BESTSELLING fantasy writer and former Bucks Free Press reporter Sir Terry Pratchett has joined the right-to-die debate and called for a change in the law to allow assisted suicide in the UK.

Speaking on Radio Five Live on Monday morning, Sir Terry, who was diagnosed with Alzheimer’s disease in 2007, said he hopes that one day someone will help him to die.

The author told host Nicky Campbell: “I know my own mind and all I'm asking is to have power of attorney over my older self.

“The people who are going for early deaths seem to be frighteningly sane.

“Alzheimer's makes the brain deteriorate and its terminal stages are no fun at all. I find it hard to believe there's an upside.

“I'm talking about a stage when you don't know who you are and you don't recognize your loved ones.”

Sir Terry was reacting to the House of Lords ruling last week on the case brought by Debbie Purdy, who has multiple sclerosis and is confined to a wheelchair.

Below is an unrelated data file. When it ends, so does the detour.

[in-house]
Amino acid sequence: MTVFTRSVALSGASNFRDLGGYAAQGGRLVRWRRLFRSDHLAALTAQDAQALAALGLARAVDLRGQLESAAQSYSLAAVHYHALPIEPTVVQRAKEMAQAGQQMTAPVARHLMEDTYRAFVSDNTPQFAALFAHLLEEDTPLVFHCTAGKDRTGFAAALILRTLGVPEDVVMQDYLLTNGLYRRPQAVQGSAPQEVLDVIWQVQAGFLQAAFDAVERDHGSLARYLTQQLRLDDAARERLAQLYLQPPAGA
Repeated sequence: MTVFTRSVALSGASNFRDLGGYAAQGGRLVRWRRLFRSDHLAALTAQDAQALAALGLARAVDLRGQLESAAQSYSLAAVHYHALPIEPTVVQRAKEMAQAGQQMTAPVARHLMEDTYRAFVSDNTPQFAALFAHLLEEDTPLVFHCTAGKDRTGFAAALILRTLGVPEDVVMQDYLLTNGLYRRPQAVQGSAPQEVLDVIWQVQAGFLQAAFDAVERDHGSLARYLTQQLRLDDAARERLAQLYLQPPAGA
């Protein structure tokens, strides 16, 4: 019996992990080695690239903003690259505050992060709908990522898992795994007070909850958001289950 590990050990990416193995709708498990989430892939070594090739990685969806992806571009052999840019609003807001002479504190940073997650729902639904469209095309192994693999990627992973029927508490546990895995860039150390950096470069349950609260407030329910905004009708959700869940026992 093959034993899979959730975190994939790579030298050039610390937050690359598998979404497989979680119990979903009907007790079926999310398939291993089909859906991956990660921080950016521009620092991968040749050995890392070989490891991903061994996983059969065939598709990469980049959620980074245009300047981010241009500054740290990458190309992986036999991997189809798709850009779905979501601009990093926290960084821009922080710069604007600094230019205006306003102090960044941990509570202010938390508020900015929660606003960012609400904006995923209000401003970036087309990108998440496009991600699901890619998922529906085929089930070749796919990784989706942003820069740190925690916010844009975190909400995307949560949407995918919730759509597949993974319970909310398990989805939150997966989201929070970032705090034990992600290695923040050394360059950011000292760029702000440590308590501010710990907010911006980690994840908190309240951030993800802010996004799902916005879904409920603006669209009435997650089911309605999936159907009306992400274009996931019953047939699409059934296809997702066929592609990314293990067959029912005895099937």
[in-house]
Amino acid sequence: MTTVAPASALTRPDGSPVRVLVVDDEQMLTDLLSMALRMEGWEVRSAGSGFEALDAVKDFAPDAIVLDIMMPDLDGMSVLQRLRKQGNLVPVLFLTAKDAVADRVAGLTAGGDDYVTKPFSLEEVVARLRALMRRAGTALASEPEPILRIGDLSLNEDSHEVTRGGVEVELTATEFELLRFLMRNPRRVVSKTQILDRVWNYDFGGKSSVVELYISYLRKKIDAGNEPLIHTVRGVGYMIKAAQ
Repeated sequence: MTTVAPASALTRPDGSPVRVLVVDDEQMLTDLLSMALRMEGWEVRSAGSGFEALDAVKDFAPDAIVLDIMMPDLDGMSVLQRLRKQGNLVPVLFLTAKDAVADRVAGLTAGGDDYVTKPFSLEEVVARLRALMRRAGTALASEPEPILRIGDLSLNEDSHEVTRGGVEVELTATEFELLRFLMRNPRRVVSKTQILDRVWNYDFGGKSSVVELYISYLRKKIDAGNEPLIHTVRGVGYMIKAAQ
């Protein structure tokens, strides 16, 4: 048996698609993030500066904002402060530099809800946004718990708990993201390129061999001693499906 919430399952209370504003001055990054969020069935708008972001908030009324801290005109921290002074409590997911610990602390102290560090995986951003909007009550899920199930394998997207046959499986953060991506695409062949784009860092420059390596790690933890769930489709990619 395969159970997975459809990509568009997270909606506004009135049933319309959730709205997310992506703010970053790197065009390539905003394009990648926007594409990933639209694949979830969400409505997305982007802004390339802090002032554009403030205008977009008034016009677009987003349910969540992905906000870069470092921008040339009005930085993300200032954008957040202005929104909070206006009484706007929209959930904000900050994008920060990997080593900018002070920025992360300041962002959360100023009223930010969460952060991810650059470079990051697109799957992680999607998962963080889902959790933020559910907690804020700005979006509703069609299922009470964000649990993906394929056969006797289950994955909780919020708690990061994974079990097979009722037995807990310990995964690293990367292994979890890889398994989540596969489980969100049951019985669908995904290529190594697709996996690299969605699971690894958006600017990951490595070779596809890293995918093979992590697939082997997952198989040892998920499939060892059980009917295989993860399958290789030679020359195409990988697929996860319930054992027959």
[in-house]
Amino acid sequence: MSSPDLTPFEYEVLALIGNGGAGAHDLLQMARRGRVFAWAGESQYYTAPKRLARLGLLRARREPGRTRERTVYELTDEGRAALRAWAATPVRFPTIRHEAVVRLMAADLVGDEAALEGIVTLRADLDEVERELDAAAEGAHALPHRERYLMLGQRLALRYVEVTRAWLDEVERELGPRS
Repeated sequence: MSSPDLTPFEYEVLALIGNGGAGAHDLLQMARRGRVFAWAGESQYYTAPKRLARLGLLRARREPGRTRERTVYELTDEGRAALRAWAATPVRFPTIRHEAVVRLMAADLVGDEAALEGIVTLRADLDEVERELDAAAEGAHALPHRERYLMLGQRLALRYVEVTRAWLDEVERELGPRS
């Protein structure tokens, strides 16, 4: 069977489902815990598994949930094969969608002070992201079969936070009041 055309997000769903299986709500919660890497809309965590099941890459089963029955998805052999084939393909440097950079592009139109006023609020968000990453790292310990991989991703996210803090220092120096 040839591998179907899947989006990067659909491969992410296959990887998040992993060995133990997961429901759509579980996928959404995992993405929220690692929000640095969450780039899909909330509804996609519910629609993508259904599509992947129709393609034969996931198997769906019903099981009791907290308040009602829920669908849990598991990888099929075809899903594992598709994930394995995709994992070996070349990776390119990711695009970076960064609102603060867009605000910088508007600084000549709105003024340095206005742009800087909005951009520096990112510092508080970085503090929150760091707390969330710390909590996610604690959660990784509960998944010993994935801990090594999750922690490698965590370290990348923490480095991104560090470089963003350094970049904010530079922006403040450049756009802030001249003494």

She wanted to know where her husband would stand legally if he accompanied her to the Dignitas clinic in Switzerland where she would like one day to end her life.

The law lords ruled that the Director of Public Prosecutions should issue clear guidelines, which could be a major step towards legislation.

Chairman of South Bucks Alzheimer's Society, Tim Sloane, said: “I personally think it would be wrong to help someone die but it really is up to the individual.

“Religion comes into it - to help murder someone isn't something you would want to do as a Christian.

“My wife died of Alzheimer’s in 2005 and the last six months of her life were pretty awful.

“It's extremely tempting to try and help someone in that situation take their life but you have to hope there might suddenly be some miracle cure.

“In terms of changing the law I think it's a difficult decision, but I support Terry in his convictions.”